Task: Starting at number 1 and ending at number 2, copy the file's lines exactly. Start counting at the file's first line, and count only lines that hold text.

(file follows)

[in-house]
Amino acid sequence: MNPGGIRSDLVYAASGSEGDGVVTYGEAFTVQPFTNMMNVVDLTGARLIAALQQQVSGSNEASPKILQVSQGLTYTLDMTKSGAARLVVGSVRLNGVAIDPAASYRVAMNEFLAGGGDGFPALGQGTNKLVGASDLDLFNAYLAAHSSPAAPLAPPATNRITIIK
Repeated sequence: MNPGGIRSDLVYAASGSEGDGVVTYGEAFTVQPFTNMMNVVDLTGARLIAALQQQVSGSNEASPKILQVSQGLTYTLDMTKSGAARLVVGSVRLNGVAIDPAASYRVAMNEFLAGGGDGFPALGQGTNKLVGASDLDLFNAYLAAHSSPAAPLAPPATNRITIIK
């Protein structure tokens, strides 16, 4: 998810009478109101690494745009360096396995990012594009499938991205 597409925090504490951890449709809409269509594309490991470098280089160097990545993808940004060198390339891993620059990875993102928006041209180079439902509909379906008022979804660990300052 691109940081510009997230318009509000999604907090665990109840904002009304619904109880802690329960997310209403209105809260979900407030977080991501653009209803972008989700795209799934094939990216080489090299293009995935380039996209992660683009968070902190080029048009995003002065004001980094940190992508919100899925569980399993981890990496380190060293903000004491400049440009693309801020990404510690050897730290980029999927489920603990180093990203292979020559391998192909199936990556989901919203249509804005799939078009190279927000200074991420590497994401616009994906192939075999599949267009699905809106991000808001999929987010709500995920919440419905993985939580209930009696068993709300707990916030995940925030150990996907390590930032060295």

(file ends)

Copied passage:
[in-house]
Amino acid sequence: MNPGGIRSDLVYAASGSEGDGVVTYGEAFTVQPFTNMMNVVDLTGARLIAALQQQVSGSNEASPKILQVSQGLTYTLDMTKSGAARLVVGSVRLNGVAIDPAASYRVAMNEFLAGGGDGFPALGQGTNKLVGASDLDLFNAYLAAHSSPAAPLAPPATNRITIIK